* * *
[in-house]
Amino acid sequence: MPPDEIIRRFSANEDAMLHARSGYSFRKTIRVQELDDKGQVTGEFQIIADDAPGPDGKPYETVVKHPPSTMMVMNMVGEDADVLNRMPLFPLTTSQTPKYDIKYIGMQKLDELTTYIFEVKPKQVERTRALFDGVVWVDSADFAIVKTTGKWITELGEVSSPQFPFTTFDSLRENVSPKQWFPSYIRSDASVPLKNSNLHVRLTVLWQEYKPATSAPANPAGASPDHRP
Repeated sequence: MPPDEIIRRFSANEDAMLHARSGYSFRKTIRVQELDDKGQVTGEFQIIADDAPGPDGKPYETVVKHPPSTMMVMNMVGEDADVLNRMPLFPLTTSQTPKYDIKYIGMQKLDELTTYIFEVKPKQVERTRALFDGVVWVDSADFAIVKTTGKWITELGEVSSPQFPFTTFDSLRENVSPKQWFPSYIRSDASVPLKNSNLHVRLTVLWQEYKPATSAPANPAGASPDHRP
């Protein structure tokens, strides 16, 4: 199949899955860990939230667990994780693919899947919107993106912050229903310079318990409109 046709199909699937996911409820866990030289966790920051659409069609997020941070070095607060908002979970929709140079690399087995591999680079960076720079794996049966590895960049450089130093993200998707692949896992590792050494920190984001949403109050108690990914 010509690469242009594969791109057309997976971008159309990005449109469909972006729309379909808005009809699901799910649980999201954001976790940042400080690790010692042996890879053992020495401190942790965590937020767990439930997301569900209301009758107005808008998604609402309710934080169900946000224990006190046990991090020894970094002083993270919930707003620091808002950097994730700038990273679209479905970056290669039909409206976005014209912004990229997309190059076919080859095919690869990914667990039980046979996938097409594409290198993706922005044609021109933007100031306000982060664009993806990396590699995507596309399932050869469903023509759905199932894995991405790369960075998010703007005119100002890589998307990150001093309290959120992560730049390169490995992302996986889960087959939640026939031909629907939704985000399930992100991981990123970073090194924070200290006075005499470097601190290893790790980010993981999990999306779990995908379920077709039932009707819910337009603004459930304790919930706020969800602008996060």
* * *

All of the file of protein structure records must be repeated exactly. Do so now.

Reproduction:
[in-house]
Amino acid sequence: MPPDEIIRRFSANEDAMLHARSGYSFRKTIRVQELDDKGQVTGEFQIIADDAPGPDGKPYETVVKHPPSTMMVMNMVGEDADVLNRMPLFPLTTSQTPKYDIKYIGMQKLDELTTYIFEVKPKQVERTRALFDGVVWVDSADFAIVKTTGKWITELGEVSSPQFPFTTFDSLRENVSPKQWFPSYIRSDASVPLKNSNLHVRLTVLWQEYKPATSAPANPAGASPDHRP
Repeated sequence: MPPDEIIRRFSANEDAMLHARSGYSFRKTIRVQELDDKGQVTGEFQIIADDAPGPDGKPYETVVKHPPSTMMVMNMVGEDADVLNRMPLFPLTTSQTPKYDIKYIGMQKLDELTTYIFEVKPKQVERTRALFDGVVWVDSADFAIVKTTGKWITELGEVSSPQFPFTTFDSLRENVSPKQWFPSYIRSDASVPLKNSNLHVRLTVLWQEYKPATSAPANPAGASPDHRP
């Protein structure tokens, strides 16, 4: 199949899955860990939230667990994780693919899947919107993106912050229903310079318990409109 046709199909699937996911409820866990030289966790920051659409069609997020941070070095607060908002979970929709140079690399087995591999680079960076720079794996049966590895960049450089130093993200998707692949896992590792050494920190984001949403109050108690990914 010509690469242009594969791109057309997976971008159309990005449109469909972006729309379909808005009809699901799910649980999201954001976790940042400080690790010692042996890879053992020495401190942790965590937020767990439930997301569900209301009758107005808008998604609402309710934080169900946000224990006190046990991090020894970094002083993270919930707003620091808002950097994730700038990273679209479905970056290669039909409206976005014209912004990229997309190059076919080859095919690869990914667990039980046979996938097409594409290198993706922005044609021109933007100031306000982060664009993806990396590699995507596309399932050869469903023509759905199932894995991405790369960075998010703007005119100002890589998307990150001093309290959120992560730049390169490995992302996986889960087959939640026939031909629907939704985000399930992100991981990123970073090194924070200290006075005499470097601190290893790790980010993981999990999306779990995908379920077709039932009707819910337009603004459930304790919930706020969800602008996060």